Find Answers in the Ash Wednesday FAQ


Today is Ash Wednesday, but what does that really mean?  There is an Ash Wednesday Service at First Church Longmeadow tonight at 7pm, but what happens there?  Read on for those answers and more:

What is Ash Wednesday?  

This is the first day of the church season of Lent. So called because the church has historically marked this day as one of reflection and introspection and confessing of one’s need for God’s forgiveness.   Ashes are a sign of our acknowledgement of our failures and indicate our human need for God’s love and forgiveness. Lent is the church season that leads up to Holy Week, Jesus’ death and resurrection.


I thought only Catholics celebrated Ash Wednesday?  

Throughout the world most Christians observe Ash Wednesday, although it is fair to say that some Protestant churches do not observe this holy day, and some denominations have only begun to observe this day in the past 50 years.


What happens in the Ash Wednesday service at First Church?

At First Church we will sing and pray, listen to scripture and celebrate holy communion as we consider together the love and grace of God and begin the spiritual journey of Lent.   It is a shorter service that does include imposition of ashes on the forehead (more traditional) or the back of the hand (more recent innovation).  Here is a link to one of the prayers that will be included in this evening’s service, together with an article describing some of the background.


If I attend the service, do I have to have ashes placed on my forehead?

Receiving ashes are an optional part of this service. Increasingly many of our church members are finding receiving ashes to be a deeply meaningful aspect of beginning Lent. But the invitation during the service is optional.


Can anyone join the service, or do I have to be a member?

Absolutely anyone and everyone is welcome at First Church. Our welcome statement is: “We, the First Church of Christ in Longmeadow, strive to live out our stated mission to seek love and justice in our world. We welcome persons of every age, race, ethnicity, gender identity and expression, sexual orientation, mental, physical, emotional, economic and social status, and circumstance of life into the full participation and ministry of our church.” No matter who you are, or where you are on your journey, you are welcome at First Church Longmeadow.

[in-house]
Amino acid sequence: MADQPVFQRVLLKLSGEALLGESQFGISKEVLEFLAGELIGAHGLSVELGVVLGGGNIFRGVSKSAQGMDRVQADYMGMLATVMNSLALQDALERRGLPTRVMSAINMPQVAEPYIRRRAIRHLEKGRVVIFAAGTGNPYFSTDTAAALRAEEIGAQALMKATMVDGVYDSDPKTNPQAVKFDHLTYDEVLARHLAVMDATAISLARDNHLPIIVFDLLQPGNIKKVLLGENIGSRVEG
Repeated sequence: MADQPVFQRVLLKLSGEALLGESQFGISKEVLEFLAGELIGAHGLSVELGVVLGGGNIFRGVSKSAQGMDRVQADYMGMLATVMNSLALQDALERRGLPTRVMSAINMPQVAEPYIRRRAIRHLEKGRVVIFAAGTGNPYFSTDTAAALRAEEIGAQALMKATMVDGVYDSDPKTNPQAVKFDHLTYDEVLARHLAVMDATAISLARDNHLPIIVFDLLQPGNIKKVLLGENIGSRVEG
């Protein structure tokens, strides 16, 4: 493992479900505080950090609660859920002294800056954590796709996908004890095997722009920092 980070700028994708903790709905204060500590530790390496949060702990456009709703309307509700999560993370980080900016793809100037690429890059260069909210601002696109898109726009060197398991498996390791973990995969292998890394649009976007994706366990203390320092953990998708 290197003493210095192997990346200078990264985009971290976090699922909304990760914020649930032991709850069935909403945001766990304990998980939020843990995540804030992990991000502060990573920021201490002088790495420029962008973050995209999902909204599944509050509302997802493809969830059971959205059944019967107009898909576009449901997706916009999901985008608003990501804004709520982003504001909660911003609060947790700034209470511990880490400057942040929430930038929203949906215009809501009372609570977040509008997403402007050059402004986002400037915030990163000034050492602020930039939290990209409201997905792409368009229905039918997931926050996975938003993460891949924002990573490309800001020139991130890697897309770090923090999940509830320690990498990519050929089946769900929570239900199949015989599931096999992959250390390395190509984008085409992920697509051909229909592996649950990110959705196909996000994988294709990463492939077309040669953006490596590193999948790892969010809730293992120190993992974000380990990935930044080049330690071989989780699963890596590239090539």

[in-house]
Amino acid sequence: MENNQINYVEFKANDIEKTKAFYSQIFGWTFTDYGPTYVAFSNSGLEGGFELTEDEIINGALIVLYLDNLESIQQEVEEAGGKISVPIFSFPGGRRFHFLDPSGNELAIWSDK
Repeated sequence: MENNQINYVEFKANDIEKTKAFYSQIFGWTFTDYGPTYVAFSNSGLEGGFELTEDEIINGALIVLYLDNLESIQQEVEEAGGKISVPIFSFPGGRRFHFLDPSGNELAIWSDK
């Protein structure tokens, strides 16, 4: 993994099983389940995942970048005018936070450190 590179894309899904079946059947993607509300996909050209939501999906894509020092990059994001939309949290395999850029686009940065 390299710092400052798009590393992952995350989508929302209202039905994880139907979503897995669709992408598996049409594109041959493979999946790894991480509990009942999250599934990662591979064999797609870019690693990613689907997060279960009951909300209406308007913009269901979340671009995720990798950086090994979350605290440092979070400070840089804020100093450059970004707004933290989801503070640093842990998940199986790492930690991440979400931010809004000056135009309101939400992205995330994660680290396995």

I might want to come to the service, but I would have to bring my children with me. Is that ok?

Absolutely. Children are always welcome at First Church. The service on Wednesday is relatively short in duration, and involves music & singing, so there should be plenty to occupy little ones.


I cannot attend the service this Wednesday, but I would like to know more about activities during Lent at First Church. Where should I look?

There are many activities at First Church during Lent, in addition to the regular Sunday Morning Worship services at 10am. The full calendar of events with descriptions is available on the First Church Website’s Lent Section. There will be family friendly meals on Wednesdays during Lent at 6pm in the Buxton Room at First Church (at the far end of the hall on the first floor). These meals will include elements of worship while we are around the tables, including each week a brief communion liturgy. There also will be a devotional reading group after the meals on Wednesdays discussing the book Gifts of the Dark Wood. Copies are available for purchase in the church office for $13 and online. We also may have copies available on reserve at Storrs Library in Longmeadow. Childcare will be provided. For additional details, please visit the church website.

For several Sundays before church, beginning at 8:30 AM during Lent, our Adult Education Committee will be hosting a series of film presentations and discussions around race relations. We will view half hour installments of the film “Race: The Power of An Illusion” have conversation as we examine a look at what racism is in our country, the systemic institutionalization of racism in our housing, economic systems, education and more: How did it happen? Where are the entry points for change? What might we do to make change and space in all these realms for all people to flourish together moving forward?

Please check out the First Church website and calendar for more details.


If you have a question, please leave it in the comments below. You can also email your question by leaving it in our Contact Form. Thanks for visiting us & please stay tuned for more FAQs and event plans from First Church of Christ Longmeadow.

Celebrating 300 Years

The 300th Anniversary events & celebration are underway at First Church!   Where have we come from…  where are we headed?  This is an exuberant time – filled with possibility & hopes for the future.